A few weeks ago I had the pleasure of meeting several of the Google OpenSocial crew in London. They took my grumbling about accessibility issues pretty well, and I hope to continue that conversation. Industry politics and punditry aside, I’m impressed with their professionalism and with the tie-in to an opensource implementation through Apache’s ShinDig project. The OpenSocial specs list is open to the public, where Cassie has just announced that “all 0.8 opensocial and gadgets spec changes have been resolved” (after a heroic slog through the issue list). I’m barely tracking the detail of discussion there, things are moving fast. There’s now a proposed REST API, for example; and I learned in London about plans for a formatting/templating system, which might be one mechanism for getting FOAF/RDF out of OpenSocial containers.

If OpenSocial continues to grow and gather opensource mindshare, it’s possible Facebook will throw some chunks of their platform over the wall (ie. “do an Adobe“). And it’ll probably be left to W3C to clean up the ensuring mess and fragmentation, but I guess that’s what they’re there for. Meanwhile there’s plenty yet to be figured out, … I think we’re in a pre-standards experimentation phase, regardless of how stable or mature we’re told these platforms are.

The fundamental tension here is that we want open data, open platforms, … for data and code to flow freely, but to protect the privacy, lives and blushes of those it describes. A tricky balance. Don’t let anyone tell you it’s easy, that we’ve got it figured out, or that all we need to do is “tear down the walls”.

Opening and closing like flowers…

OpenID plugin for WordPress

I’ve just installed Alan J Castonguay’s WordPress OpenID plugin on my blog, part of a cleanup that included nuking 11000+ comments in the moderation queue using the Spam Karma 2 plugin. Apologies if I zapped any real comments too. There are a few left, at least!

The OpenID thing appears to “just work”. By which I mean, I could log in via it and leave a comment. I’d be super-grateful if those of you with OpenIDs could take a minute to leave a comment on this post, to see if it works as well as it seems to. If it doesn’t, a bug report (to danbrickley@gmail.com) would be much appreciated. Those of you with LiveJournals or AOL/AIM accounts already have OpenID, even if you didn’t notice. See the HTML source for my homepage to see how I use “danbri.org” as an OpenID while delegating the hard work to LiveJournal. For more on OpenID, check out these tutorial slides (flash/pdf) from Simon Willison and David Recordon.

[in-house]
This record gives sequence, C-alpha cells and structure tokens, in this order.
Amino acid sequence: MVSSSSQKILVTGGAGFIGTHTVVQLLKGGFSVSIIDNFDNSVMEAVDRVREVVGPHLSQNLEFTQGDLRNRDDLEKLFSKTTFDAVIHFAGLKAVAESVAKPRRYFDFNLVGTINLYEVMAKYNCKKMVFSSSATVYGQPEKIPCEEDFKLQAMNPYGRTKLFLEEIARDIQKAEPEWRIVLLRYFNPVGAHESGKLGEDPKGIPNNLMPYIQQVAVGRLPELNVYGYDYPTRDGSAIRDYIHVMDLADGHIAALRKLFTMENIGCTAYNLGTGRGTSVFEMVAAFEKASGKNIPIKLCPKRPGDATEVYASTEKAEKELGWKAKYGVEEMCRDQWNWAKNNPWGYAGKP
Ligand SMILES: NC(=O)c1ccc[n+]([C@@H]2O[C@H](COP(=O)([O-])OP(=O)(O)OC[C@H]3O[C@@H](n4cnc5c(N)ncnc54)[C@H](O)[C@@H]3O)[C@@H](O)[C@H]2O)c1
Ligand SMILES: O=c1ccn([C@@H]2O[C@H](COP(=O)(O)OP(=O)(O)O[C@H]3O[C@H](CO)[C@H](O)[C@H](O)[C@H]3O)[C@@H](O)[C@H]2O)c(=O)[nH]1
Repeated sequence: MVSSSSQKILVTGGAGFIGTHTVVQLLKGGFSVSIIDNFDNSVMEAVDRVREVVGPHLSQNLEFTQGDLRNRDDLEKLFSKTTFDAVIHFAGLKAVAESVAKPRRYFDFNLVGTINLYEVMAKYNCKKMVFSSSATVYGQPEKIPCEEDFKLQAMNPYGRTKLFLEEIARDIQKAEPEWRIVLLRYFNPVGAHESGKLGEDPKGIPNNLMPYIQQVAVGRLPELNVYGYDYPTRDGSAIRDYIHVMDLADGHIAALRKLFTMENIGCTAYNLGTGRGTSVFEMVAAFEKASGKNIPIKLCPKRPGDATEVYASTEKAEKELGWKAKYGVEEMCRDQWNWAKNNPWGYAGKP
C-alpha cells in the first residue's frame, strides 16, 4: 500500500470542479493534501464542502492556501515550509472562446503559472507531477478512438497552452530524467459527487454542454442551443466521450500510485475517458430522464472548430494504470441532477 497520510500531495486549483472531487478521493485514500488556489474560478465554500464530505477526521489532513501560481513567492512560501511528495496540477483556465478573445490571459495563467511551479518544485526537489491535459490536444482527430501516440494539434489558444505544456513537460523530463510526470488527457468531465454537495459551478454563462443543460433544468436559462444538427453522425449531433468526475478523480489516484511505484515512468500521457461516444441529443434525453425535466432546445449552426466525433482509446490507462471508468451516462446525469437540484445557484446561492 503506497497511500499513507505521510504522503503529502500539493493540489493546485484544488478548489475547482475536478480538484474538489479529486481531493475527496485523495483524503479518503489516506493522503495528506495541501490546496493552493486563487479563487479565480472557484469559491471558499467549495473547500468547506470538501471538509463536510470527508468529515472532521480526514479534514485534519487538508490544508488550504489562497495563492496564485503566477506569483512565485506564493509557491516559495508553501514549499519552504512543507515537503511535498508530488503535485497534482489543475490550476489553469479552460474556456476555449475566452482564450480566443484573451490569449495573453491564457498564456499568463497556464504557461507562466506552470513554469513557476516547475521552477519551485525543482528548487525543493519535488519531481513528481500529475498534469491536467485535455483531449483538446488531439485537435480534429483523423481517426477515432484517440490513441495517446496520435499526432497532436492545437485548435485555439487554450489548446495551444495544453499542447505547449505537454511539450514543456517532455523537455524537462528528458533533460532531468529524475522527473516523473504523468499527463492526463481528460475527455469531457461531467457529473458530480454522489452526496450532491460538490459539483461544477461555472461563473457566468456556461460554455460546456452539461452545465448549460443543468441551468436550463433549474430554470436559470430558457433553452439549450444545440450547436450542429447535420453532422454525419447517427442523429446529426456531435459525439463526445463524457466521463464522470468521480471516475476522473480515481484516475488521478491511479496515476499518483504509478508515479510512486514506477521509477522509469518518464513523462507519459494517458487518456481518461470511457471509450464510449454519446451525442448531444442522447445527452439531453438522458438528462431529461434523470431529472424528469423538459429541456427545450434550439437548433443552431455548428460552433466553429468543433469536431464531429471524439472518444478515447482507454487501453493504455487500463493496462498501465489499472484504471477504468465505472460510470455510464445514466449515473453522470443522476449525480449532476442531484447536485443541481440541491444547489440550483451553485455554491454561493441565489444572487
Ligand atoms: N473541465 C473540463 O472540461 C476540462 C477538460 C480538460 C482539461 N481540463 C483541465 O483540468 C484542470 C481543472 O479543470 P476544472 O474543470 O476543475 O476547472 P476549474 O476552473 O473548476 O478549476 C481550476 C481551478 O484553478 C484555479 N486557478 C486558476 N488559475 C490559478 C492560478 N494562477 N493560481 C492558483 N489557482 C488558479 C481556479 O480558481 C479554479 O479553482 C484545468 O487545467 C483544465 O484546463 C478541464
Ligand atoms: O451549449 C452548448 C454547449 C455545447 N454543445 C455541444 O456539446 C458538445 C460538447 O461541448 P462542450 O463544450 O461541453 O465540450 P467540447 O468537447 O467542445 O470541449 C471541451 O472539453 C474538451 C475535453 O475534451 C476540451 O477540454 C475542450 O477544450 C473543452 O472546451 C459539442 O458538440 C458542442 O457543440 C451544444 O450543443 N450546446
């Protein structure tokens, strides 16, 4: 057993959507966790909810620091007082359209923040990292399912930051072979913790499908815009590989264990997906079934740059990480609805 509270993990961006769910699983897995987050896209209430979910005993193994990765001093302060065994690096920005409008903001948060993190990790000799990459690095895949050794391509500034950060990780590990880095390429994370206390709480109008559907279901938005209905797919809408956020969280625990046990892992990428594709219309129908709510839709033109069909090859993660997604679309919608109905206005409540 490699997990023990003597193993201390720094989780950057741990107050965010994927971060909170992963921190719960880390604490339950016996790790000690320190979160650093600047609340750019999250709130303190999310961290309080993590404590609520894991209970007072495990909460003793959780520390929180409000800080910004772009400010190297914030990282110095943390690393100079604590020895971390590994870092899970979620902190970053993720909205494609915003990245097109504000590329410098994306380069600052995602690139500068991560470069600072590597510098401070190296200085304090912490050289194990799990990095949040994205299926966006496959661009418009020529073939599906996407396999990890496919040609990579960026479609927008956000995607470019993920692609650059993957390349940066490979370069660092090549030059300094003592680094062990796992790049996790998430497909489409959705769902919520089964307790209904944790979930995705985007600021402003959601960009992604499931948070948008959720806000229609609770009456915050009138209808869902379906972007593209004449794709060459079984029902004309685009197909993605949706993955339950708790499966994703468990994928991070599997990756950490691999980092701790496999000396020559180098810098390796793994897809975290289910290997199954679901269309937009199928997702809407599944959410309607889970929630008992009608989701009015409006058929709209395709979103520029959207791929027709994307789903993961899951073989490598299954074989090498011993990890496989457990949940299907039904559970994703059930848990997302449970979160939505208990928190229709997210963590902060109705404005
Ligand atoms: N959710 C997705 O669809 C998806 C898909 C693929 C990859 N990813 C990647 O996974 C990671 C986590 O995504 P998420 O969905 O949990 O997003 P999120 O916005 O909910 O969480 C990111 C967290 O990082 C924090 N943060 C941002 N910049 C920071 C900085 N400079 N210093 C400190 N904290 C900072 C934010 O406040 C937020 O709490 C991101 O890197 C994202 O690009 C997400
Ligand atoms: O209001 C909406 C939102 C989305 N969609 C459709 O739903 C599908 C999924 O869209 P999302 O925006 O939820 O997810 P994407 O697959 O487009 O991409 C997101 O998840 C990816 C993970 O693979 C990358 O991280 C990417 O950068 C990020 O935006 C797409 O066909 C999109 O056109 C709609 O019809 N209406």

Thinking about OpenID-mediated blog comments, the tempting thing then would be to do something with the accumulated URIs. The plugin keeps its data in nice SQL tables and presumably accessible by other WordPress plugins. It’s been a while since I made a WordPress plugin, but they seem to have a pretty good framework accessible to them now.

mysql> select user_id, url from wp_openid_identities;
+---------+--------------------+
| user_id | url                |
+---------+--------------------+
|      46 | http://danbri.org/ |
+---------+--------------------+
1 row in set (0.28 sec)

At the moment, it’s just me. It’d be fun to try scooping up RDF (FOAF, SKOS, SIOC, feeds…) from any OpenID URIs that accumulate there. Hmm I even wrote up that project idea a while back – SparqlPress. At the time I tried prototyping it in Redland + PHP, but nowadays I’d probably use Benjamin Nowack’s ARC library, which provides SPARQL query of a MySQL-backed RDF store, and is written in PHP. This gives it the same dependencies as WordPress, making it ideal for pluginization. If anyone’s looking for a modest-sized practical SemWeb project to hack on, that one could be a lot of fun.

There’s a lot of interesting and creative fuss about “social networking” site interop around lately, largely thanks to the social graph paper from Brad Fitzpatrick and David Recordon. I lean towards the “show me, don’t tell me” approach regarding buddylists and suchlike (as does Julian Bond with Ecademy), which is why FOAF has only ever had the mild-mannered “knows” relationship in the core vocabulary, rather than trying to over-formalise “bestest friend EVER” and other teenisms. So what I like about this WordPress plugin is that it gives some evidence-based raw material for decentralised social networking apps. Blog comments don’t tell the whole story; nothing tells the whole story. But rather than maintain a FOAF “knows” list (or blogroll, or blog-reader config) by hand, I’d prefer to be able to partially automate it by querying information about whose blogs I’ve commented on, and vice-versa. There’s a lot that could be built, intimidatingly much, that it’s hard to know where to start. I suggest that everyone in the SemWeb scene having an OpenID with a FOAF file linked from it would be an interesting platform from which to start exploring…

Meanwhile, I’ll try generating an RDF blogroll from any URIs that show up in my OpenID WordPress table, so I can generate a planetplanet or chumpologica configuration automatically…